At the moment I feel quite fearful of the future - I hate the vulnerability that breast cancer causes, you are totally dependent on others making the right decisions for you and they are also holding the purse strings.
If that 'modest benefit' will keep me alive to see my children grow up (I have one aged 6yrs and two aged 3yrs), then I want the treatment please!
Best wishes to all of you taking this drug - I sincerely hope it works for you.
Hi I too am on the Allto trial - I got the arm which gives 52 weeks of lapatinib and 3 weekly herceptin for a year. All seems good so far. can only see it as a positive thing double whammy!
Hi all, this makes fascinating reading. Just wanted to let Jolandy know I have IBC and have not had surgery. Really not sure if its the right decision but it is where my path has taken me. Hope it is of some conselation to know you are not the only one
Sorry forgot to mention in my last comment that Lapatinib also covers the brain whereas Herceptin does not so again this is another advantage to taking this drug, Glaxo SmithKline are the sponsors of this trial and the trial is at stage 3 testing which means it is at the last stage of testing just before licensing.
The only disadvantage is you cannot eat Grapefruit whilst you are taking the drug as it interferes with it. You have to also be careful about any herbal over the counter medicines as they can also affect the drug. These appear to be the only negatives that I can see at the moment but are very minor in the great scheme of things.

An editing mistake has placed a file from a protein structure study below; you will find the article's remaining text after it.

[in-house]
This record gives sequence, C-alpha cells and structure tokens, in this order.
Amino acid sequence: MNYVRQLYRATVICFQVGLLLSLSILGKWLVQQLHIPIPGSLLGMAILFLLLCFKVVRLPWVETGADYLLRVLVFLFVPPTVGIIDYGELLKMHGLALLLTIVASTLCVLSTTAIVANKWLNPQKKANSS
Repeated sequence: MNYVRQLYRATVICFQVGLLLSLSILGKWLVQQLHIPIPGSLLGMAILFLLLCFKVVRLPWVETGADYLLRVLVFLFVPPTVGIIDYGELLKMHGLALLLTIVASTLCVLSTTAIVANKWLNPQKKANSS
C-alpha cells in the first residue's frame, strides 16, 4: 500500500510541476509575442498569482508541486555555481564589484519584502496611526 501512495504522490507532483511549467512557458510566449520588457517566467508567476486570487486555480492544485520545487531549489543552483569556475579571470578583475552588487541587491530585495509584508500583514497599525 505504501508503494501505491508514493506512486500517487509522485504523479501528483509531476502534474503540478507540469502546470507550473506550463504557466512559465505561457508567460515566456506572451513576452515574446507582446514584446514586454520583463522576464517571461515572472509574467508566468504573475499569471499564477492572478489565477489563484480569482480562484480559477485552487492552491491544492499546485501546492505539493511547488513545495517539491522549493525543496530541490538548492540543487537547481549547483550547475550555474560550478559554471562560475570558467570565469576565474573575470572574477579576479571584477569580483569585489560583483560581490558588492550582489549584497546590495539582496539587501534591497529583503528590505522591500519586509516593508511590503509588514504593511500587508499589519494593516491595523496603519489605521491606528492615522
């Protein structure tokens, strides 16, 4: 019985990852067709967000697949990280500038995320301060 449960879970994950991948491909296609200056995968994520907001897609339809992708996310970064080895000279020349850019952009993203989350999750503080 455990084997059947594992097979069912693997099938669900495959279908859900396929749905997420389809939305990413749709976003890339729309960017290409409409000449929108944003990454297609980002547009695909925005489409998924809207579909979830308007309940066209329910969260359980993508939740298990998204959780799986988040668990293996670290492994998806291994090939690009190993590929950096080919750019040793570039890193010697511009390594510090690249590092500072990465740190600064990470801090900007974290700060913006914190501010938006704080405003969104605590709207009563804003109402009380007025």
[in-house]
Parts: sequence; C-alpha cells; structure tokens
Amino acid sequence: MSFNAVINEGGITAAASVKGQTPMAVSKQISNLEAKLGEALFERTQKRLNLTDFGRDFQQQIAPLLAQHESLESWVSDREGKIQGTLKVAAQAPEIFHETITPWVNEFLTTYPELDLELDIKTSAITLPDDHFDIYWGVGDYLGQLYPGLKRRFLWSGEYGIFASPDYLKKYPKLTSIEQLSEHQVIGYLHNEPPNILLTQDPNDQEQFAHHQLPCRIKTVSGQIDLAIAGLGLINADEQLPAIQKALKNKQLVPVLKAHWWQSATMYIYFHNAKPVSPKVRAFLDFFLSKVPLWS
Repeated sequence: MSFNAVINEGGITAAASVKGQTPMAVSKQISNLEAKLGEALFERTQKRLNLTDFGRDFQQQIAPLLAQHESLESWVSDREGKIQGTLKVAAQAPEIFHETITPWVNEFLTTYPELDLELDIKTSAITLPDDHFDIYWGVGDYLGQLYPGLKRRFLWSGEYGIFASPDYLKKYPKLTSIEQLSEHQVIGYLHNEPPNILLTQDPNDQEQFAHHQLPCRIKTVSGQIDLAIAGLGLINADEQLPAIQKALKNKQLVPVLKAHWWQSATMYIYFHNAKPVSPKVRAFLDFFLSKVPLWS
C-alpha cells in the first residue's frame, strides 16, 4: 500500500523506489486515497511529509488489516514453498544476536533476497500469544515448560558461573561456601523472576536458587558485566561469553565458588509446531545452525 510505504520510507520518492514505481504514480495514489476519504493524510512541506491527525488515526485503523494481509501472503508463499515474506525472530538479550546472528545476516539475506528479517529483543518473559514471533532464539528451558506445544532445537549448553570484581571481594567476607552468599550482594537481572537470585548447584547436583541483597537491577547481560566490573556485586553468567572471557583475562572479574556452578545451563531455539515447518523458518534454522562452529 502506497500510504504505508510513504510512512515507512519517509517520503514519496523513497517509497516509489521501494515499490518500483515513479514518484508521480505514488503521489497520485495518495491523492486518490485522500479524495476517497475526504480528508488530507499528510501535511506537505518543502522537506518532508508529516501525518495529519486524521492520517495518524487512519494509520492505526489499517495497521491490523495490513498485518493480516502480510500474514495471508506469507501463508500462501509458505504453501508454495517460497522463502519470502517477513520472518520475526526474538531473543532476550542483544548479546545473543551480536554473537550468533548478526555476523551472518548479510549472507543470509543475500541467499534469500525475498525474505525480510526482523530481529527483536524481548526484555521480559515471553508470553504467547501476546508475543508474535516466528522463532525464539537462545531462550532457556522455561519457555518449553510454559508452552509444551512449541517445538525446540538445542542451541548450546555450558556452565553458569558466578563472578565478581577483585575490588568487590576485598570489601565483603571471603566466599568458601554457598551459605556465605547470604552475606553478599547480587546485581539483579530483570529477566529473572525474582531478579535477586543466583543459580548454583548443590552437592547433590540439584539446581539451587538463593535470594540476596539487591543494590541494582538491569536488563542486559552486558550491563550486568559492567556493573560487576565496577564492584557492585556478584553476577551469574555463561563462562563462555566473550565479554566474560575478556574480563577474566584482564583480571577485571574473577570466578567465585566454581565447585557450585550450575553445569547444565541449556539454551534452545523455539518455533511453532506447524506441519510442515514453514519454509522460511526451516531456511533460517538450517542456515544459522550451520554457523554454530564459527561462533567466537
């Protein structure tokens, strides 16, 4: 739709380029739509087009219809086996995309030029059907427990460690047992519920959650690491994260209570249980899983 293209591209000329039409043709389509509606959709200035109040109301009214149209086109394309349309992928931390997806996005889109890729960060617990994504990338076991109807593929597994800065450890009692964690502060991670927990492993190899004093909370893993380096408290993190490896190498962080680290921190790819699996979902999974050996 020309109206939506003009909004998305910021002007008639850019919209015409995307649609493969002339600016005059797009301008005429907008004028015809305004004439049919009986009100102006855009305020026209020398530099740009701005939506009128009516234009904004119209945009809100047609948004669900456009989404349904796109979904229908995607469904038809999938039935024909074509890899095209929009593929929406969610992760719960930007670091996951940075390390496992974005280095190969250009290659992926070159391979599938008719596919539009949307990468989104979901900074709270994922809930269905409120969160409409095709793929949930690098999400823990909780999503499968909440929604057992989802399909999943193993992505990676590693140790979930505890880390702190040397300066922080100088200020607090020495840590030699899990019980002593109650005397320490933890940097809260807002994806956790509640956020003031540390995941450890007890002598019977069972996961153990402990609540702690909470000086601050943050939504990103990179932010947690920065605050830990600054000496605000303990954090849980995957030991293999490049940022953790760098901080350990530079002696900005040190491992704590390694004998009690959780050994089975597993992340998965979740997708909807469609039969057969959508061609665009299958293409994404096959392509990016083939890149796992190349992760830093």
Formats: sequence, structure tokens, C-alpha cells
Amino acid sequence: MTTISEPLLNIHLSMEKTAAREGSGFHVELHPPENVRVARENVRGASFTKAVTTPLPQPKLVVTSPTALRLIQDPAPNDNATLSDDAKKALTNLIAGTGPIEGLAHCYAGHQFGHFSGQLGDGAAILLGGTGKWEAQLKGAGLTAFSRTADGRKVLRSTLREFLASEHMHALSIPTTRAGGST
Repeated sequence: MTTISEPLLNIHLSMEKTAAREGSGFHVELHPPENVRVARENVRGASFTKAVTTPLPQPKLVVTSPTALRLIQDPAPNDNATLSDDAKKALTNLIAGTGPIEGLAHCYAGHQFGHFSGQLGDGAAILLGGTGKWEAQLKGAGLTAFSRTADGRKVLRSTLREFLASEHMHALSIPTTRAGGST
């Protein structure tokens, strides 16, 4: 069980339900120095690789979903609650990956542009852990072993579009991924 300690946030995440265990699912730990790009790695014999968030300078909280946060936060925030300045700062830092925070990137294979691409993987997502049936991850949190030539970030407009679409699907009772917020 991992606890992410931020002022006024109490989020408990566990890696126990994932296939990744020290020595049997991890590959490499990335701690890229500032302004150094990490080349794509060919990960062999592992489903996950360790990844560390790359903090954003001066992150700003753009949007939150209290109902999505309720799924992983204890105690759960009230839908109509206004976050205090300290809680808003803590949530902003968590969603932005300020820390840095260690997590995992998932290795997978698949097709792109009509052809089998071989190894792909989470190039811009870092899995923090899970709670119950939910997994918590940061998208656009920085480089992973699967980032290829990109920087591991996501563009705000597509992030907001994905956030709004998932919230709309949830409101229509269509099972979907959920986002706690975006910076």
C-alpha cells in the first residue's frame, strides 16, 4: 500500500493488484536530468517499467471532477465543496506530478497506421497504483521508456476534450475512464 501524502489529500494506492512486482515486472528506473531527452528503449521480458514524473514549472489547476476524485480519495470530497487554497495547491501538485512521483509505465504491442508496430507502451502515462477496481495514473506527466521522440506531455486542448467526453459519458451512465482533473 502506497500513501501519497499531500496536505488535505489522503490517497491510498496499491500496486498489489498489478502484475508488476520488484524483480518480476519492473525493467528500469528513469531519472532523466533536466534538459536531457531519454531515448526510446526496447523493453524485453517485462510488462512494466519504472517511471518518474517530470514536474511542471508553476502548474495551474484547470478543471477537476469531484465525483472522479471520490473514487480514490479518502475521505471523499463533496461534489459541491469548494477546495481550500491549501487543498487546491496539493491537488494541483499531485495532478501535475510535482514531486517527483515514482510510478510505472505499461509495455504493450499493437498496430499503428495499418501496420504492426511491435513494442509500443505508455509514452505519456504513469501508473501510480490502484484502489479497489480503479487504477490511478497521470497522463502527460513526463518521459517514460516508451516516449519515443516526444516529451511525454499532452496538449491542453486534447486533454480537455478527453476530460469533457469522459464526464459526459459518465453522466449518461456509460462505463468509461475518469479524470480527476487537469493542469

I am amazed at the response to this and glad now that I have mentioned it ! My criteria for being asked to take part in this trial was the following : Diagnosed in June 08 with stage 2 and 1 lymph node involved, HER2 positive. I had a mastectomy in June 08 and thankfully was advised that they had got down to clear margins. I have had 6 sessions of FEC chemo which I finished in Nov 08 and have now finished 25 sessions of radiotherapy (finished last Wednesday). I was due to start the Lapatinib last Thursday but then it came to light that I had been taking Evening Primrose Oil Capsules for my hot flushes, and I needed to be 14 days clear of these as they interact with the Lapatinib, so I will start the drug next Thursday 29th Jan. I am also taking Tamoxifen. Once I am prescribed the drug you also get a print out of your treatment plan for the next year, as it involves taking the drug for 52 weeks and having more indepth regular scans and check ups which I can only see as a positive thing - Just hoping I have made the right choice, but going by the statistics in USA in late stage it seems to be a very good drug.